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Miso Releases Android App

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San Francisco, Calif.-based startup Bazaar Labs just released an Android application (s goog) for its Miso social TV service. The release will bring all the same functionality that is already available to iPhone, iPad (s aapl) and web users in a native app available today on Android Market.

Miso is one of a group of services that use game mechanics to entice users to “check in” and share what they’re watching on TV and on the web. Like location-based services Foursquare and Gowalla, these services offer up badges and other virtual goods in exchange for those check-ins.

The release of the Miso Android app comes just a week after Bazaar Labs updated its iPad and iPhone mobile apps to give users more tools for social sharing. The Android app carries over all the same functionality, enabling users to check in, comment on and “like” check-ins from anyone else using the app, notify them when their check-ins have been commented on, and let users designate “favorite” shows which they can “quick check-in” to.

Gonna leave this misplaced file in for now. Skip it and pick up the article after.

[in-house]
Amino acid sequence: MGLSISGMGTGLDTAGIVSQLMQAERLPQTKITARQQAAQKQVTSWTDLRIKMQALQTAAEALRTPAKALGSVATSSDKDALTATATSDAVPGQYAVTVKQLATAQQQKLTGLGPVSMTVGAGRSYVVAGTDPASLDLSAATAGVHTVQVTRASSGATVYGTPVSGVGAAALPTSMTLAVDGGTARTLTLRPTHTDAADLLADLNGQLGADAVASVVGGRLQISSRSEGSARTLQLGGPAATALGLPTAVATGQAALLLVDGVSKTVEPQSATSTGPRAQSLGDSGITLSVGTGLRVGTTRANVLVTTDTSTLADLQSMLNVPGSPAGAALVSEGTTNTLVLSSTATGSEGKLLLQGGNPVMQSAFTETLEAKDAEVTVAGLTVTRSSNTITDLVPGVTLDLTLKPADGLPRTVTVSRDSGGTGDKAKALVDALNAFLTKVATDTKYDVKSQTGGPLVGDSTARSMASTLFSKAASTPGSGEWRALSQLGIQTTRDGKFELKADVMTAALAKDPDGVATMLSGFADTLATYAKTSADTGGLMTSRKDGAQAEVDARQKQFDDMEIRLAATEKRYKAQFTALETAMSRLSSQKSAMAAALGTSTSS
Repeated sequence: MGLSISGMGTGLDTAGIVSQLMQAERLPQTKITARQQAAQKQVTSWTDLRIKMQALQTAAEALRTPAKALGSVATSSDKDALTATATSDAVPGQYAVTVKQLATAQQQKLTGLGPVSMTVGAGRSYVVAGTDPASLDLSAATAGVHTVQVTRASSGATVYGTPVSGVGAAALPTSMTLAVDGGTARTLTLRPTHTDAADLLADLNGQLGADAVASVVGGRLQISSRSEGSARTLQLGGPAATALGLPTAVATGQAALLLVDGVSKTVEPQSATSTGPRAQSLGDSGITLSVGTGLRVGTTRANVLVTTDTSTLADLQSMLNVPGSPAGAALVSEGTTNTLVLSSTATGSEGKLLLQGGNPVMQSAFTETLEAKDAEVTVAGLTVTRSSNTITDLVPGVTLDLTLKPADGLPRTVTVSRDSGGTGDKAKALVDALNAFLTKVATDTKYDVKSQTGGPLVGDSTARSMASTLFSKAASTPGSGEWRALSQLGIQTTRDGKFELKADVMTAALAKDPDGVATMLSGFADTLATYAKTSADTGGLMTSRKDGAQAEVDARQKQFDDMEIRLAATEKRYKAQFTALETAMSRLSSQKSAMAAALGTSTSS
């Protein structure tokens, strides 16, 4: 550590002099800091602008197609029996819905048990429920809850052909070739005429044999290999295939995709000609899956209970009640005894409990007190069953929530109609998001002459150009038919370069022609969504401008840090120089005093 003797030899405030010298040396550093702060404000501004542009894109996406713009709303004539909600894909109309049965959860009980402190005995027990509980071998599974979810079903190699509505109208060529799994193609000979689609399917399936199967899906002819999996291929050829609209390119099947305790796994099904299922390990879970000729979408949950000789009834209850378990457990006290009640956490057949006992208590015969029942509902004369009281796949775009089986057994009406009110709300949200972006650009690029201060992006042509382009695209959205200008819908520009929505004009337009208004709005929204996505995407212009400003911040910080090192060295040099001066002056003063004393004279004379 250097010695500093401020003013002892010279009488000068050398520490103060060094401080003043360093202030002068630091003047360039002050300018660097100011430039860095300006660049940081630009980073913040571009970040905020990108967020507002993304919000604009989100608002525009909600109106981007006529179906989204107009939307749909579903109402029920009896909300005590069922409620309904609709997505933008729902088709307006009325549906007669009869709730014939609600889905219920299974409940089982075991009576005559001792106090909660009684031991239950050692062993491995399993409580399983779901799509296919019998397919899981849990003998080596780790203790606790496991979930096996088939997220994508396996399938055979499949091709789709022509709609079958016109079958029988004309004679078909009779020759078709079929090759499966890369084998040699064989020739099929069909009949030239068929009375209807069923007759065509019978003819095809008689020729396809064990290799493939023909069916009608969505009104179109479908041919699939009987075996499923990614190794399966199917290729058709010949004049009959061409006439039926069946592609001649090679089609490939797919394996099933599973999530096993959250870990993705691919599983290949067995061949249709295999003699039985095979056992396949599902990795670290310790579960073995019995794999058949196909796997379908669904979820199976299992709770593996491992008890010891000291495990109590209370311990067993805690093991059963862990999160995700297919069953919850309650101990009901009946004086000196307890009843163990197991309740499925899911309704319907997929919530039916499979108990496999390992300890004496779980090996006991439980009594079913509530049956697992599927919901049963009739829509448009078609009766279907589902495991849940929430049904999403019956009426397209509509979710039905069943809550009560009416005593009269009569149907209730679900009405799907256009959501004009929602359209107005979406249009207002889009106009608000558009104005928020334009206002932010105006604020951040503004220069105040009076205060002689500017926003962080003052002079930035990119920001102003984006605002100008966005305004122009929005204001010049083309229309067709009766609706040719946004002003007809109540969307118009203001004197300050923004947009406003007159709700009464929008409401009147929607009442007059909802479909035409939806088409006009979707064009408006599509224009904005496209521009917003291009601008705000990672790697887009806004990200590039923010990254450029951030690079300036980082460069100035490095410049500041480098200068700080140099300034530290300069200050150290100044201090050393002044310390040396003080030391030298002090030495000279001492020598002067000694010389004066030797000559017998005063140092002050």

The social TV space is becoming increasingly crowded, with startups like Philo and GetGlue releasing apps that offer the same types of check-in functionality and virtual rewards. Large distributors and programmers are also getting into the game, with Comcast (s CMCSA) releasing a social app called Tunerfish. CBS (s CBS) is tying its efforts to its property with a social TV app of its own.

With so many choices, it will be difficult for Miso or any other social TV app to differentiate itself and take the lead in an incredibly fragmented market. So far, most apps have tried to boost their visibility through partnerships with TV programmers that tie rewards to user check-ins during TV broadcasts. Miso has taken this a step further by making videos and other multimedia goodies available to users as virtual rewards for checking in, but it’s unclear whether this approach will hold up against competition from players like CBS.

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2 Responses to “Miso Releases Android App”

  1. These social apps are just low hanging fruit (IPTV sideshow). Easy to develop, requires minimal integration with TV, box, carriers.

    If Boxee fixes their social/follow features, these services won’t have much of a shelf life.